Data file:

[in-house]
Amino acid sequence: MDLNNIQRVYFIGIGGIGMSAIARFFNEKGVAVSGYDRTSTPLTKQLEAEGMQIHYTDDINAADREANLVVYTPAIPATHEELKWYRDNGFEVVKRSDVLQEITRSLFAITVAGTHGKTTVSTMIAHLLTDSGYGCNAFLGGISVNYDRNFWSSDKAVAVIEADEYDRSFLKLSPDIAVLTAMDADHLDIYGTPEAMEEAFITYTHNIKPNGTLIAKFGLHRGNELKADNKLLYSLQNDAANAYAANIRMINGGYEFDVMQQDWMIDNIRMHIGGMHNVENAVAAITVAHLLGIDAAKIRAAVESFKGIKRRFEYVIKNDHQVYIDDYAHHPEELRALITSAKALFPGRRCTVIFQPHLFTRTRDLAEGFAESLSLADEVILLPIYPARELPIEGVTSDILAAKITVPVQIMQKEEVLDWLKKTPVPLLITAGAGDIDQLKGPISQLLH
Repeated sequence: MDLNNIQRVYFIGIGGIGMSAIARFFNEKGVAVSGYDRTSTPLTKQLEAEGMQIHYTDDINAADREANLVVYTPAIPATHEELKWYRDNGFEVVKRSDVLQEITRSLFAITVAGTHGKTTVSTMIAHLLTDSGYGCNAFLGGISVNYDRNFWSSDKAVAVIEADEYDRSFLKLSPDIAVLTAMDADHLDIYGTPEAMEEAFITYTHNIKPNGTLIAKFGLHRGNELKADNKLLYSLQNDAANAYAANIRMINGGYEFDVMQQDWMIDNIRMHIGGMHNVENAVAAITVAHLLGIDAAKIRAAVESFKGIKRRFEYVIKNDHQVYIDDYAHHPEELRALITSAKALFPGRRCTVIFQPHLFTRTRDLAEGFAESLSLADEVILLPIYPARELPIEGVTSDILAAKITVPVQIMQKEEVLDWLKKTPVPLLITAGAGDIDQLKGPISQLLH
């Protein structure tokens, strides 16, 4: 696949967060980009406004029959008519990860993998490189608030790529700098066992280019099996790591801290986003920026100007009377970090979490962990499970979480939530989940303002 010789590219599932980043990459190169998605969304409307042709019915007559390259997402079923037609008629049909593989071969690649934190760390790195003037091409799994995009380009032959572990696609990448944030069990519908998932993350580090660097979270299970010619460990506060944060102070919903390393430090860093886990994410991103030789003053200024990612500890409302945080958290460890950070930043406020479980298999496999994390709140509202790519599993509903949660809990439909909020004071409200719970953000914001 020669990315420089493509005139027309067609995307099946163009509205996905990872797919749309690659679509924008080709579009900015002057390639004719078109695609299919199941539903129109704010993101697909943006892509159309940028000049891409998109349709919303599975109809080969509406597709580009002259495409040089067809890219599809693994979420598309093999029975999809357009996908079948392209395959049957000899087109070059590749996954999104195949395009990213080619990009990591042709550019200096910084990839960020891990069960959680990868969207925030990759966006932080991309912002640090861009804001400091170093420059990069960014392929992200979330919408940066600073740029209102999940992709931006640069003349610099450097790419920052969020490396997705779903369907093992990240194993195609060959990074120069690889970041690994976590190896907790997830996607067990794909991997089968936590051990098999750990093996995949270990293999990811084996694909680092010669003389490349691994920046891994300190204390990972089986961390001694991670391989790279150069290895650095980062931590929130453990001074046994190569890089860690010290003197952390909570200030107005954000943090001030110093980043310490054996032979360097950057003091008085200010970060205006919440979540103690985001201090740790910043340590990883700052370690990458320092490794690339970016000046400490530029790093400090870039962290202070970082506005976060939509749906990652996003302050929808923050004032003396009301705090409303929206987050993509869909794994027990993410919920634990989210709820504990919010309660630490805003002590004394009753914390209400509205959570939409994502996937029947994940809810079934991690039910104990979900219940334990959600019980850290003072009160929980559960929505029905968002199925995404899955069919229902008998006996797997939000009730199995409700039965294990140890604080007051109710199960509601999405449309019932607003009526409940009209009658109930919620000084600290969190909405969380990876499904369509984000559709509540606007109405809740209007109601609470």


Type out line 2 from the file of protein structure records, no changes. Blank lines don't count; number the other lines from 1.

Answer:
Amino acid sequence: MDLNNIQRVYFIGIGGIGMSAIARFFNEKGVAVSGYDRTSTPLTKQLEAEGMQIHYTDDINAADREANLVVYTPAIPATHEELKWYRDNGFEVVKRSDVLQEITRSLFAITVAGTHGKTTVSTMIAHLLTDSGYGCNAFLGGISVNYDRNFWSSDKAVAVIEADEYDRSFLKLSPDIAVLTAMDADHLDIYGTPEAMEEAFITYTHNIKPNGTLIAKFGLHRGNELKADNKLLYSLQNDAANAYAANIRMINGGYEFDVMQQDWMIDNIRMHIGGMHNVENAVAAITVAHLLGIDAAKIRAAVESFKGIKRRFEYVIKNDHQVYIDDYAHHPEELRALITSAKALFPGRRCTVIFQPHLFTRTRDLAEGFAESLSLADEVILLPIYPARELPIEGVTSDILAAKITVPVQIMQKEEVLDWLKKTPVPLLITAGAGDIDQLKGPISQLLH